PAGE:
RICE Framework for Product Managers

New ideas can come from anywhere: customers, engineering, sales, marketing, partners, customer service, competition, and more. But how do you identify which ideas will be the most beneficial for the business—and what quantifiable method do you use to determine this?

There are multiple methods available. We’ll take a quick look at the first three product strategy models before diving into one in particular: the RICE framework.

The Eisenhower Matrix:

Often used to prioritize tasks and for time management, it can also be used for features prioritization. The Eisenhower Matrix allows product managers to quickly identify the main features to focus on and leave the others on the side.

The DFV Framework:

Also called Desirability/Feasibility/Viability or ICE (Impact/Confidence/Ease). This Framework is the most common and easiest to apply. The team can define their own scale for each variable and it helps product managers very quickly come up with a roadmap taking into consideration all elements.

The Kano Model:

The Kano Model is a customer-centric method that takes into account customers’ feedback. It is always a good idea to put customers at the center of business decision-making. This method is based on surveys and, depending on the panel, the results can vary in quality. Moreover, taking only into account customers’ sentiments is limitating as we also need to consider how the organization can really deliver on the idea and if it would make sense for the organization within its product portfolio. Kano is, therefore, more suited if combined with the DVF Framework.

In general, Kano does not give enough granularity in the prioritization, which can be needed if we have to make a trade-off between two features, for example.

Scoring the Variables

Consider this the ICE framework taken to a deeper level. The advantage of the RICE Framework is that it can give a good deal of granularity in prioritization. Here are a few ways to score the variables; your team can also come up with a rating that can be different and more suitable or more frequently referenced within the organization.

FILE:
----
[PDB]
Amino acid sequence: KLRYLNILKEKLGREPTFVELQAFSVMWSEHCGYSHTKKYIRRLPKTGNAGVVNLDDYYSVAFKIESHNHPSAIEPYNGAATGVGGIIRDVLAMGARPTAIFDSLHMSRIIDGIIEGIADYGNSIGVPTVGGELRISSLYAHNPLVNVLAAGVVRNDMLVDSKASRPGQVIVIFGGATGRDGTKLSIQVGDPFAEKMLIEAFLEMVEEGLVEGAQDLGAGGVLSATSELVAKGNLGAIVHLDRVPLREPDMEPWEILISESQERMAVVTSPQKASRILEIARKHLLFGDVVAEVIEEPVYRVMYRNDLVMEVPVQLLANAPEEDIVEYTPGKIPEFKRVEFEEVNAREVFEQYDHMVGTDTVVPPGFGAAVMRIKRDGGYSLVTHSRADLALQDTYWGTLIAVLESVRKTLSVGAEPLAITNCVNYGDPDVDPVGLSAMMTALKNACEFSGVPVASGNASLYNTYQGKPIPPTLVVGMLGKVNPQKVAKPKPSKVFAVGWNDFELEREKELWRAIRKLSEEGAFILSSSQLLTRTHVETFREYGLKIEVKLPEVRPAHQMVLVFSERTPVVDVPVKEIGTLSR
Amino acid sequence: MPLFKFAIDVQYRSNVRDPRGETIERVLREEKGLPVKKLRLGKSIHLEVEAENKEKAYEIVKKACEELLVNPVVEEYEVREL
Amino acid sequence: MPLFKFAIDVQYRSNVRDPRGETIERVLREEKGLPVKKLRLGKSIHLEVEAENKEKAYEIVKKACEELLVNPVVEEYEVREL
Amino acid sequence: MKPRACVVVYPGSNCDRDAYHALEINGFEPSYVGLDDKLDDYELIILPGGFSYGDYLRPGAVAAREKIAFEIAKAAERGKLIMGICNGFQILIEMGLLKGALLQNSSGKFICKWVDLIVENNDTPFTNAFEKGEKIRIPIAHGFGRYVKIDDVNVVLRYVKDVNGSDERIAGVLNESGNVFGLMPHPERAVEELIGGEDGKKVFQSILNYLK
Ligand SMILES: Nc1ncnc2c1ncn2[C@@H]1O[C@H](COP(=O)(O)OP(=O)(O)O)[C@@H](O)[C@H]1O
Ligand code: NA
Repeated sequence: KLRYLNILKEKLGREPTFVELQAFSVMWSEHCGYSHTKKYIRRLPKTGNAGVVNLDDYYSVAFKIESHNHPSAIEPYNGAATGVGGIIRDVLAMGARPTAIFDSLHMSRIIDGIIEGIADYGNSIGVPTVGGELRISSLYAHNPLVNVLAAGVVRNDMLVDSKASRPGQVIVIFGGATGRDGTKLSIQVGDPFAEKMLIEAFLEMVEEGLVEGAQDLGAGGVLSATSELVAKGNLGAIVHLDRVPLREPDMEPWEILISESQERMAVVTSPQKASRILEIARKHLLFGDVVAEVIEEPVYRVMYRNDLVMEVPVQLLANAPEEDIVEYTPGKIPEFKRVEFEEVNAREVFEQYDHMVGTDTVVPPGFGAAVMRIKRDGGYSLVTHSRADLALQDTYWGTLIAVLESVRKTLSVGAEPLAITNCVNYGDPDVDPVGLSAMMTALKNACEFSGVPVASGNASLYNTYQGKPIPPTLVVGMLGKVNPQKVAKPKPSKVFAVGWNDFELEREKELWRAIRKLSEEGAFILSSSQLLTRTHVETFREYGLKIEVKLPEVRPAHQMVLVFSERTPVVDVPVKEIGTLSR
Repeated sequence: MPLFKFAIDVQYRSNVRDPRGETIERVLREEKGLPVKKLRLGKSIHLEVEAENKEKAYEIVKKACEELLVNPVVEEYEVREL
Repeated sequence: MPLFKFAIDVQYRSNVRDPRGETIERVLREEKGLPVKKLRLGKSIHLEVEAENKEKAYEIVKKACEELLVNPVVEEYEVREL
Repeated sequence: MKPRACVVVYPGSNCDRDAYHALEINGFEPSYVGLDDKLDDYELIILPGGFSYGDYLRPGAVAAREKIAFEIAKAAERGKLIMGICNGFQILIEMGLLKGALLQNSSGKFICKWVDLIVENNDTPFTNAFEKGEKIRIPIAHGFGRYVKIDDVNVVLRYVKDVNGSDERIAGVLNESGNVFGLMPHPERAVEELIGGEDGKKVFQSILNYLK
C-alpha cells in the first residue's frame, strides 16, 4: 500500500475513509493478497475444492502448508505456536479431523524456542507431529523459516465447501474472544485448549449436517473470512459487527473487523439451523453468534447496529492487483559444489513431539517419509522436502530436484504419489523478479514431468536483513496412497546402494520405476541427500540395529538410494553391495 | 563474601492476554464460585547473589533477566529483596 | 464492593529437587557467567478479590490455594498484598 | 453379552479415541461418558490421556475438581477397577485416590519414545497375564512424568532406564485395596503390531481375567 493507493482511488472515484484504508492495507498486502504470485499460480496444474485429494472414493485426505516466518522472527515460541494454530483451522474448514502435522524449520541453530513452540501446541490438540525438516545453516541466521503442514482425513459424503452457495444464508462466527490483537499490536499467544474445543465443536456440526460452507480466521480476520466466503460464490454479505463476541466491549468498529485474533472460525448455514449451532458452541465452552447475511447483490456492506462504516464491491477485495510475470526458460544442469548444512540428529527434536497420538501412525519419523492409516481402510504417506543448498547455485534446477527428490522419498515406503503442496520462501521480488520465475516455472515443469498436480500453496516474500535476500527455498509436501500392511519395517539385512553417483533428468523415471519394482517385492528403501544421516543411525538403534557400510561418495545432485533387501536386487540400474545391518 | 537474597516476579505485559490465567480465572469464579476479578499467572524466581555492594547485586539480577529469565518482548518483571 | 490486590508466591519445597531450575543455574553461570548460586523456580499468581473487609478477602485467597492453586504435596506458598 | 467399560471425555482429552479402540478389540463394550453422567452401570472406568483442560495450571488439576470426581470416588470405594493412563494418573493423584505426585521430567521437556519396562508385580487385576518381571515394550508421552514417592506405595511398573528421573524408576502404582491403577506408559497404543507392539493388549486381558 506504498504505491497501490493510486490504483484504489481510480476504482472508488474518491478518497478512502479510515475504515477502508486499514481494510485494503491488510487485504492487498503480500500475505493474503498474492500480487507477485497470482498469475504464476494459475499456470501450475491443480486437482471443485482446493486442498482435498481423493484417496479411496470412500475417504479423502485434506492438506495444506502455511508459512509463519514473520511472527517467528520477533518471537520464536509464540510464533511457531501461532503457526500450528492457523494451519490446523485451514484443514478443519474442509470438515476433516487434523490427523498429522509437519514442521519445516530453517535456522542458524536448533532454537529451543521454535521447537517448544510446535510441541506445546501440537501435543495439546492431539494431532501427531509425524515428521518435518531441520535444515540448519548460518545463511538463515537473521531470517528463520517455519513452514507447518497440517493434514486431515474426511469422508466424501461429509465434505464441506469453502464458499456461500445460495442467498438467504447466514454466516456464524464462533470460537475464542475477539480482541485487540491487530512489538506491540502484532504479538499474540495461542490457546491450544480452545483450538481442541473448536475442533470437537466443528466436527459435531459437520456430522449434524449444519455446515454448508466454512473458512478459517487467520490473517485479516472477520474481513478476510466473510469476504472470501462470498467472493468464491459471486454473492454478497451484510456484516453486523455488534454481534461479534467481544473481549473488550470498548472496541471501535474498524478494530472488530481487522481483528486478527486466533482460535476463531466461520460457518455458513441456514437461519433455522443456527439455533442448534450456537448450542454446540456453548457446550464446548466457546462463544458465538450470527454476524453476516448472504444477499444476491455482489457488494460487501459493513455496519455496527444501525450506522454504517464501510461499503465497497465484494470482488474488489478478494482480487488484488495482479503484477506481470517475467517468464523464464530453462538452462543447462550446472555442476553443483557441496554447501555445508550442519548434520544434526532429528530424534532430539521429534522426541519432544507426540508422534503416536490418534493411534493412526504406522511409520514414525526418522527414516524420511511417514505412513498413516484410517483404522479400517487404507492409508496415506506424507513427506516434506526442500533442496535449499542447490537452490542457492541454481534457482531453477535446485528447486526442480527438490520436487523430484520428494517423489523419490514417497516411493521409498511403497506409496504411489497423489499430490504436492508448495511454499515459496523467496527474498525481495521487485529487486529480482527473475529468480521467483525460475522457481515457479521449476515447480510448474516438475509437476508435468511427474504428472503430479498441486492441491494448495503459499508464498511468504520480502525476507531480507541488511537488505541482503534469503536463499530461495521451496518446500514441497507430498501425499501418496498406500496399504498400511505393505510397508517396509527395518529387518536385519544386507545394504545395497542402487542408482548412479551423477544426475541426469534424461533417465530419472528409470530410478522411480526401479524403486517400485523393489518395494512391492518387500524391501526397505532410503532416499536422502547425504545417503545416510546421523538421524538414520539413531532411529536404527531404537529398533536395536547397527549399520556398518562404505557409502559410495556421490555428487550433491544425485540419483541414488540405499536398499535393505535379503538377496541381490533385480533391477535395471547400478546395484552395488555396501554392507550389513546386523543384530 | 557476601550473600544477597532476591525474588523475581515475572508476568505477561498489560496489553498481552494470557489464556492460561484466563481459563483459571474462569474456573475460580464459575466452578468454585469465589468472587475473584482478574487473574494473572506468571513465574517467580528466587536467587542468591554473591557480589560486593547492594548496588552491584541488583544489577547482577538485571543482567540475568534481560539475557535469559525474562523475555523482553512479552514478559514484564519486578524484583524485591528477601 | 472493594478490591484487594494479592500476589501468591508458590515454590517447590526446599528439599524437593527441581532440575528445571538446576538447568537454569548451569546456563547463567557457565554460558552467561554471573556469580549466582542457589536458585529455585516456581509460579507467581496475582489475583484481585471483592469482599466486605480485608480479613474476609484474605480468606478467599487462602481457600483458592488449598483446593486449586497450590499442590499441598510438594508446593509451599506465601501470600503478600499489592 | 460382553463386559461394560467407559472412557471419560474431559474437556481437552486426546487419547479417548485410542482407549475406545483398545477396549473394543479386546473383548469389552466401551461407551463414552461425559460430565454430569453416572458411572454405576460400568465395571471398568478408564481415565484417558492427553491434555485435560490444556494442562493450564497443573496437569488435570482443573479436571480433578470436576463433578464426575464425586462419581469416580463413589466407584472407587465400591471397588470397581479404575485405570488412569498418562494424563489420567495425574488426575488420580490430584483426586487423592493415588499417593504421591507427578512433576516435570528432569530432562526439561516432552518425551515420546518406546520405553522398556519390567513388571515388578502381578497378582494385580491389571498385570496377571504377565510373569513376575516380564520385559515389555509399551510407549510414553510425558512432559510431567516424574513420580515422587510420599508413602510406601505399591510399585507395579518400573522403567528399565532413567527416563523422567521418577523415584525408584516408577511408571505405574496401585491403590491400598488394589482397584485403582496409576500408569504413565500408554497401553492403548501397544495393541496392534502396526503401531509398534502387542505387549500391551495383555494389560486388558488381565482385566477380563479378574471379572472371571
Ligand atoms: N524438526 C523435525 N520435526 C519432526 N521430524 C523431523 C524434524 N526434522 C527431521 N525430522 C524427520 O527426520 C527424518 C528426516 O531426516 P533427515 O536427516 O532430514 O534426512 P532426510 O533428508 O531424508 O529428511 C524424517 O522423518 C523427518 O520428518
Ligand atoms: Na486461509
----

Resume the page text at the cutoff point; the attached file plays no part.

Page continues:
Reach: Number of customers/users that would be impacted by the feature within a defined period of time.

Effort: Difficulty for the organization to implement the feature in man/hour (requires many months of development, larger teams, does not have the internal skills…)

  • 3 = massive impact
  • 2 = high impact
  • 1 = medium impact
  • .5 = low impact
  • .25 = minimal impact

Confidence: Level of confidence about the accuracy of the metrics and estimates defined for this particular feature.

  • 100% = high confidence
  • 80% = medium confidence
  • 50% = low confidence

Impact: How much the feature will help the customer use your product/service.

  • 3 = massive impact
  • 2 = high impact
  • 1 = medium impact
  • 0.5 = low impact
  • 0.25 = minimal impact

Feature Score

Once all features are rated for the four criteria, the RICE formula can to be applied to each of them:

(Reach x Impact x Confidence)/Effort = Feature Score

All features can then be ranked based on the scores. The higher the score, the better the feature.

On top of the RICE formula, you can add another factor to allow even more granularity, which is the external factor—what the competition is doing.

  • 3 = basic feature
  • 2 = feature to be on par with the competition
  • 1 = feature to differentiate from the competition

Good prioritization is critical:

  1. It is the best way to justify the investments and to get the highest ROI
  2. It helps build a roadmap and the long-term vision
  3. It helps with smooth development work and swift delivery.

Not putting enough emphasis on the prioritization exercise might be a mistake that is to regret in the future.

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